For the last three decades, American cities have promoted, planned and built Transit-Oriented Developments – predominantly housing projects on land immediately associated with rail transit or adjacent to station areas. It’s been a record of mixed results. And even the successes have required significant government investment.
This paper provides some good detailed analysis of case studies:
Some of the cases are well-known successes, others well-known failures, sometimes in the same city – for instance, the success of the Pearl District in Portland along the streetcar line in contrast to the double bankruptcy of The Round along the MAX line to the west. Or in the Washington DC area, the long-term dynamic growth in the Rosslyn-Ballston corridor compared to the long-term lack of investment around White Flint Metro.
There is still debate on how much rail transit, whether metro-scale or streetcar, has been the primary impetus for urban transformation. In places like North Hollywood or Fruitvale (beyond the Village) in the San Francisco Bay Area, metro rail does not automatically lead to a take-up by the market. In America, tax incentives, subsidies and grants play a much bigger role than in Canada, and even those are insufficient in the face of market weakness for high-density TOD – another cultural difference between our region and most American examples.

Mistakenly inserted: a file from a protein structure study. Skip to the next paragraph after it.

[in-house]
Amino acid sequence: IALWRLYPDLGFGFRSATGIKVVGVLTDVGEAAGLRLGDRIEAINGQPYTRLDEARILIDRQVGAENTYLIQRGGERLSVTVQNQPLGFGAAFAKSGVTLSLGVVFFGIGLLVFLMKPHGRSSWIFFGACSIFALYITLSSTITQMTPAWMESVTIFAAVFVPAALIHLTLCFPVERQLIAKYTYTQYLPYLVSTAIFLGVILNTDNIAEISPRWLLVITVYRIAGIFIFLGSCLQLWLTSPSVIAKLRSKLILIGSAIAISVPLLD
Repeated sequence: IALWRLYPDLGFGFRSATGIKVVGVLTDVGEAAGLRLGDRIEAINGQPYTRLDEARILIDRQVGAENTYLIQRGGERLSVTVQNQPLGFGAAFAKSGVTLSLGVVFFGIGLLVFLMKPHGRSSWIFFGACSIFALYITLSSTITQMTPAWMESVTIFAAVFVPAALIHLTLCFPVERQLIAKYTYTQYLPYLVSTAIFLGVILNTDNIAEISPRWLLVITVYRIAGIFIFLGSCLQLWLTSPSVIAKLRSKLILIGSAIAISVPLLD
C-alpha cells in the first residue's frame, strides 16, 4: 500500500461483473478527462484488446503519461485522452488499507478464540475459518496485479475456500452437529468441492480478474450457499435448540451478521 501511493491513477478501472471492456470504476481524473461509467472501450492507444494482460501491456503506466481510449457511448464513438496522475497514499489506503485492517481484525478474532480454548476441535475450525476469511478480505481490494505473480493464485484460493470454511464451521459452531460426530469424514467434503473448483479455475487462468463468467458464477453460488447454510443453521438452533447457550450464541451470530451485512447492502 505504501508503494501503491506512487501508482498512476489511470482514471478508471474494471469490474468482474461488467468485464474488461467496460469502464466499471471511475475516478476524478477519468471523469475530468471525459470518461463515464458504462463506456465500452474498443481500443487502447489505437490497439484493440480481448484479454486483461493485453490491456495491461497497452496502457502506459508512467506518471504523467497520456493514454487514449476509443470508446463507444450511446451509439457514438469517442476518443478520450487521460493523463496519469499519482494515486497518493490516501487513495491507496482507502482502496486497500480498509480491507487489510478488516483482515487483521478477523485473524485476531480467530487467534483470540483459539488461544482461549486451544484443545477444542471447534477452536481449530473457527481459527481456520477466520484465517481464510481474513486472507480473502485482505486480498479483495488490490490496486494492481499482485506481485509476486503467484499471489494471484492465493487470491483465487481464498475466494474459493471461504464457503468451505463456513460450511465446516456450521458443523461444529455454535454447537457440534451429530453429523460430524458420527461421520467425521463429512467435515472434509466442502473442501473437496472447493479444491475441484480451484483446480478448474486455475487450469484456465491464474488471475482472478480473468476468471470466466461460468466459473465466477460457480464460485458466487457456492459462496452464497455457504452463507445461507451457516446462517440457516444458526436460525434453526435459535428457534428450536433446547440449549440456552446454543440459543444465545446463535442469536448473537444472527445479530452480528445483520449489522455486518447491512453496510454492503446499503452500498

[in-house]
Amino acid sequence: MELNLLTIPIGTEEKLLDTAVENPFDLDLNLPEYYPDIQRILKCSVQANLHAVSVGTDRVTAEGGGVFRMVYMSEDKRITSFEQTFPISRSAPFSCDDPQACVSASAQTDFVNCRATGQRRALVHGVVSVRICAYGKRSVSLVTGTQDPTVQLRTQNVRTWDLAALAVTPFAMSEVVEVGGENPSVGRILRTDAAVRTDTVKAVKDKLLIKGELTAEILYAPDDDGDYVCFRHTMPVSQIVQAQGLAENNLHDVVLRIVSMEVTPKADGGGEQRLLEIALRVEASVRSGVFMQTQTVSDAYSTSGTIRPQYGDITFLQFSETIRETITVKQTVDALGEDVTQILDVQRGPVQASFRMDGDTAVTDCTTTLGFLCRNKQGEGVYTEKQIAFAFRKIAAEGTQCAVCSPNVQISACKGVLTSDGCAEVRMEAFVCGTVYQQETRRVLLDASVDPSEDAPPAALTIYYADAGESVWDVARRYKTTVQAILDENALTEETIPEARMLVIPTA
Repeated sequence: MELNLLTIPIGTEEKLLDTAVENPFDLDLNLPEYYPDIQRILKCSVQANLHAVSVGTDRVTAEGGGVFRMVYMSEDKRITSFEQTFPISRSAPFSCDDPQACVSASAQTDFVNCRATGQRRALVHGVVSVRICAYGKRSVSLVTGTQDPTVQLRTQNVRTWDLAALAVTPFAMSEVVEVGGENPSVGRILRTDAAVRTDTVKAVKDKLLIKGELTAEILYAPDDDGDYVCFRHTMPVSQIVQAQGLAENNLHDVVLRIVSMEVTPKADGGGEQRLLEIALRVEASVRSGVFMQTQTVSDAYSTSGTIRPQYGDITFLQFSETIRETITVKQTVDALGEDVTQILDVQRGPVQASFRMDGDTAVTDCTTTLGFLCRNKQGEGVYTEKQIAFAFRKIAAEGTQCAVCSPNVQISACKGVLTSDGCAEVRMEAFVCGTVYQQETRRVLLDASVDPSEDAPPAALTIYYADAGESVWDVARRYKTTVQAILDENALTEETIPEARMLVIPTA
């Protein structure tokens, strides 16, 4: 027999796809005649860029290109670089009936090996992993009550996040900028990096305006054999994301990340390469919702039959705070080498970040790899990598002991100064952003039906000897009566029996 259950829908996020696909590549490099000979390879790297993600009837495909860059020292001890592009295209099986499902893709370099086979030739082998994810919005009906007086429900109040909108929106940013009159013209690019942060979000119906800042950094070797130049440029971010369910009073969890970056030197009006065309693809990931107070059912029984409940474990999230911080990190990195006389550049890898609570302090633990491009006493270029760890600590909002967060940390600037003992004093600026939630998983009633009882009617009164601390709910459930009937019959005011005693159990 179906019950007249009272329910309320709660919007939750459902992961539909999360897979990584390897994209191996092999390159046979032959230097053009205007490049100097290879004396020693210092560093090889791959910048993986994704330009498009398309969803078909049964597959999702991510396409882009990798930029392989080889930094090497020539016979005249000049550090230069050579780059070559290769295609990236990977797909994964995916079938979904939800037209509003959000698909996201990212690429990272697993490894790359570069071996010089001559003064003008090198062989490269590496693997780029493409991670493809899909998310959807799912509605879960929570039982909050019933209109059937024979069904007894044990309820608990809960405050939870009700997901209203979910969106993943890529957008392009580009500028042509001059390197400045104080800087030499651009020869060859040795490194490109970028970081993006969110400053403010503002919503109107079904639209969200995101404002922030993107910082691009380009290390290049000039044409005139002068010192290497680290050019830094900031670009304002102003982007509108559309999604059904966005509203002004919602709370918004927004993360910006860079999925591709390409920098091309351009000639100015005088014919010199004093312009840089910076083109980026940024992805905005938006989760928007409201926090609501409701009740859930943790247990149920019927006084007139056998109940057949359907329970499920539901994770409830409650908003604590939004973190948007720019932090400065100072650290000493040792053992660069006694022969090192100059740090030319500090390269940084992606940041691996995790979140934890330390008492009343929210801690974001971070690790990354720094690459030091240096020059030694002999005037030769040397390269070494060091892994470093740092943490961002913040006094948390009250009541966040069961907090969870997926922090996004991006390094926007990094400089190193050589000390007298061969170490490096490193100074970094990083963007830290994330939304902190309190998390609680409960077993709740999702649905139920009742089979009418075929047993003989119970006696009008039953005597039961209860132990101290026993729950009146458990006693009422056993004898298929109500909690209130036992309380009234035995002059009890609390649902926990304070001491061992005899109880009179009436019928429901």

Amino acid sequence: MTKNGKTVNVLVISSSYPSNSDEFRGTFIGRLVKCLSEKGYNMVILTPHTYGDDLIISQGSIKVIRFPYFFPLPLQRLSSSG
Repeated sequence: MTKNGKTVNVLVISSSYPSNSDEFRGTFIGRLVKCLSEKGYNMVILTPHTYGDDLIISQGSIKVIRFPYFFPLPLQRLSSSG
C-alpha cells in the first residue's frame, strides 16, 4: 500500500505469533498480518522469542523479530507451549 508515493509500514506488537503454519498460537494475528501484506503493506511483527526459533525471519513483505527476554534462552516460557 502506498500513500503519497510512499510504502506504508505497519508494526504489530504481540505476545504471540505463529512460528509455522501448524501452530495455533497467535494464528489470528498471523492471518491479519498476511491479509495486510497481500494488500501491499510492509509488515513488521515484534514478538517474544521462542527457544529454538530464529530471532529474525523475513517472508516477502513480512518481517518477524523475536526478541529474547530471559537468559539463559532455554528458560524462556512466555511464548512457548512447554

Even a single station area on SkyTrain like Brentwood or Lougheed dwarfs almost every US example, and rarely requires any more government support than a rezoning and a commitment to funding non-market housing. As well, rather than the subsidy by government, the growth in land values and extraction of CACs is expected to help fund the social and physical infrastructure anticipated by the growth itself.
In any event or by any comparison, in the US rail transit does not automatically result in favourable conditions for high-density development, or even any at all. That is a prayer not always answered.